She and her husband, Bob, have drawn the plans for the home, obtained the necessary permits and even removed trees from their property to make room for the coming construction. They are waiting for the financing to come through, and then building will commence.
Bob and Cathy married in 1991 and purchased property in Little Cape Horn in 1993. Their daughter, Amy, attended high school here and has gone on to find success in her college studies.
Cathy is bursting with energy and full of ideas, not just for the business she and Bob are building, but for the community she has come to love.
“I want to see this as a county of prosperity and life,” she said. “Look at all our resources. We should focus on what we have instead of what we’ve lost. We live in one of the most beautiful areas in the country. What are we going to do about it?”
“She’s got visions,” Bob teased.
Cathy spent last week in Washington D.C after attending a course offered by the Ritz-Carlton, a luxury hotel that has won two Malcolm Baldrige Awards for Quality of service.
The Ritz-Carlton’s culture of customer service is so revered that business leaders come to them to learn what it is they have done so right, in order to enhance their own working environment. Cathy was surrounded by leaders in the health care industry who were looking to turn their worn out business models around and create better spaces for those in their care.
“We’ve seen the results of the health care model. The Ritz-Carlton standard—that’s what we’re chasing,” Cathy said.
The 4,000 square foot home will have five bedrooms, one designed for double occupancy, with hopes of drawing and accommodating a couple.
“We’re playing with the idea of naming the rooms,” Cathy said.
“We think we’ll call the double ‘Lewis and Clark’,” Bob said.
“Bob is my entertainment director, my activity director, and maintenance director. Everybody loves Bob. He’s fun. He’s funny,” she said.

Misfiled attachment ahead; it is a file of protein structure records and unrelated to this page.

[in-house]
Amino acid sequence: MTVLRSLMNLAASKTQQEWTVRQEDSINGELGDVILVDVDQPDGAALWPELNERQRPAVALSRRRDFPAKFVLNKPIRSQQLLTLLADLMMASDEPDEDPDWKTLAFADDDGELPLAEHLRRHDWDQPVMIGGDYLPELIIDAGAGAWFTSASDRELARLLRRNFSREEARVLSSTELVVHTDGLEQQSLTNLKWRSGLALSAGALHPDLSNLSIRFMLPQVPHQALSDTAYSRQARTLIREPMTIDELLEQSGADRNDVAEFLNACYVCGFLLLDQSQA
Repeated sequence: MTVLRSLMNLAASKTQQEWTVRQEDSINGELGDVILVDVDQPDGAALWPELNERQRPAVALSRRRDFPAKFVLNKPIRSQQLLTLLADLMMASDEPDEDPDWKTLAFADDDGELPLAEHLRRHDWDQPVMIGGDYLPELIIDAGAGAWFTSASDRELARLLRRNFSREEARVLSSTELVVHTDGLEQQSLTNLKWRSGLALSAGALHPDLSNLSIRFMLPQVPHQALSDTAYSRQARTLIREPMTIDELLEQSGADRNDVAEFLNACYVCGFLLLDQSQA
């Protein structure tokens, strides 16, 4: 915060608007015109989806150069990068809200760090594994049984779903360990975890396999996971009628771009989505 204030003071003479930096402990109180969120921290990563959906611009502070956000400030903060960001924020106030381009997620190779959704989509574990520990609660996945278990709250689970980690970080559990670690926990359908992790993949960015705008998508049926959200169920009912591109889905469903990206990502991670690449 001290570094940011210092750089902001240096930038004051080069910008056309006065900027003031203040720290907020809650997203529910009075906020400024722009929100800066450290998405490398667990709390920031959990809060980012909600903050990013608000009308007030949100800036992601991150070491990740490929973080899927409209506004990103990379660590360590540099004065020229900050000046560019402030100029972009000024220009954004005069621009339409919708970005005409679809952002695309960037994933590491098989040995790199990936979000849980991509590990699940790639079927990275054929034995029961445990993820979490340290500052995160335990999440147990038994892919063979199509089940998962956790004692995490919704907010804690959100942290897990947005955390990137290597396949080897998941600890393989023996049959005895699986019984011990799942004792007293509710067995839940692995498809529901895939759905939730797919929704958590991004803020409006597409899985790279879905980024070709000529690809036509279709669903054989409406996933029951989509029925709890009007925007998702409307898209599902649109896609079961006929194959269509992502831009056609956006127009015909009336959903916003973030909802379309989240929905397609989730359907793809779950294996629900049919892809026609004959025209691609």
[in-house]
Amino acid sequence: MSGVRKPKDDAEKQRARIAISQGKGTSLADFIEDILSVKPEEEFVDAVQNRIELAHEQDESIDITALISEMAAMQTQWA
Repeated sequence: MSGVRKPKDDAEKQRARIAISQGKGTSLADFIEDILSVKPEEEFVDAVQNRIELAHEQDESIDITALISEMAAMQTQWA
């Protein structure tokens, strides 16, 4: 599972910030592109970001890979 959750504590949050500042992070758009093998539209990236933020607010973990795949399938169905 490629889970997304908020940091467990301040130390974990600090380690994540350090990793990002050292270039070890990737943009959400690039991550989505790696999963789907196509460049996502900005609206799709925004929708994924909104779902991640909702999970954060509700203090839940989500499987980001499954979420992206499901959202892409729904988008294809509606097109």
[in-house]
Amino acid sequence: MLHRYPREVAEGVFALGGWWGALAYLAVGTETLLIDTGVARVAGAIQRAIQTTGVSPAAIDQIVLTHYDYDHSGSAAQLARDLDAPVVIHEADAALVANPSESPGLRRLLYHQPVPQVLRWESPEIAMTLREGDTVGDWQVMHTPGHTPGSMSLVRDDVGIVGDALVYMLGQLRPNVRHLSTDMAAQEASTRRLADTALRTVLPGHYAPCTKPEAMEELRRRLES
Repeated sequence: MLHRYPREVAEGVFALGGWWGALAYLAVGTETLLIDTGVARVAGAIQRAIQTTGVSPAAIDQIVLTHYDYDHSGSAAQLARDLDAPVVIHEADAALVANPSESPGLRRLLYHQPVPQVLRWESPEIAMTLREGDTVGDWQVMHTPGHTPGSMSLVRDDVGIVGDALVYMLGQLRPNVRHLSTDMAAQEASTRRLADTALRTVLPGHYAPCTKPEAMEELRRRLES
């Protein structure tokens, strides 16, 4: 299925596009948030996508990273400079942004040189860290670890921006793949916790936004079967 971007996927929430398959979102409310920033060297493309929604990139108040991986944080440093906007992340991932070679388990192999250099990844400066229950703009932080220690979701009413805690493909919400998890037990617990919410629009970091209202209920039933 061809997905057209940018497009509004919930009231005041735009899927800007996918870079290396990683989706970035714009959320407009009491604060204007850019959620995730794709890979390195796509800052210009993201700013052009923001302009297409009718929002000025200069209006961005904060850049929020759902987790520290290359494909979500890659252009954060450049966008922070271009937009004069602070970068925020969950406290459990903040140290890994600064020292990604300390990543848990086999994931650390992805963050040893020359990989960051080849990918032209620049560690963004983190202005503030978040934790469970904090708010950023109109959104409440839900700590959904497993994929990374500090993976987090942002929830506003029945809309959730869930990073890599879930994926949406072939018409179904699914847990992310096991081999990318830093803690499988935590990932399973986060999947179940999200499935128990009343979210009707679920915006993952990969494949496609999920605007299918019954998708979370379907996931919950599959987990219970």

As for staff, she’s thinking five might be enough. She and Bob will be available and on site, as the home will sit next to theirs.
“I don’t want to hire someone so entrenched in the medical field that they can’t see the vision of a new culture. I will get people who love love love elderly people.
Cathy has a heart for customer service. She spent most of her working life providing it at Weyerhauser. It’s become a part of her very nature. Not too long ago, she chose a layoff and decided to go to nursing school, but didn’t complete her studies when life got in the way. When her father became ill, she took her new knowledge from nursing school and her experience as a CNA to care for him in his final days.
“It was a blessing and an honor to be with him and keep him comfortable. That’s where I got my passion,” she said, “to continue doing what I did for my dad and to continue his legacy. He was a strong man of God.”
The Gawiths hope to see their business, RiverLife, in the black as soon as possible. They recognize that there is a great need in the community for elder care. They’ve even discussed adding home care at some point in time. If they build another home, they may create room for a few seniors who can’t afford high end and private pay and must rely on medicare.
Meanwhile, plans continue. The home must be built and staff must be hired. The rooms need their names. And Cathy will be searching the community for art and history to share with the lucky folks who join them in their new adventure.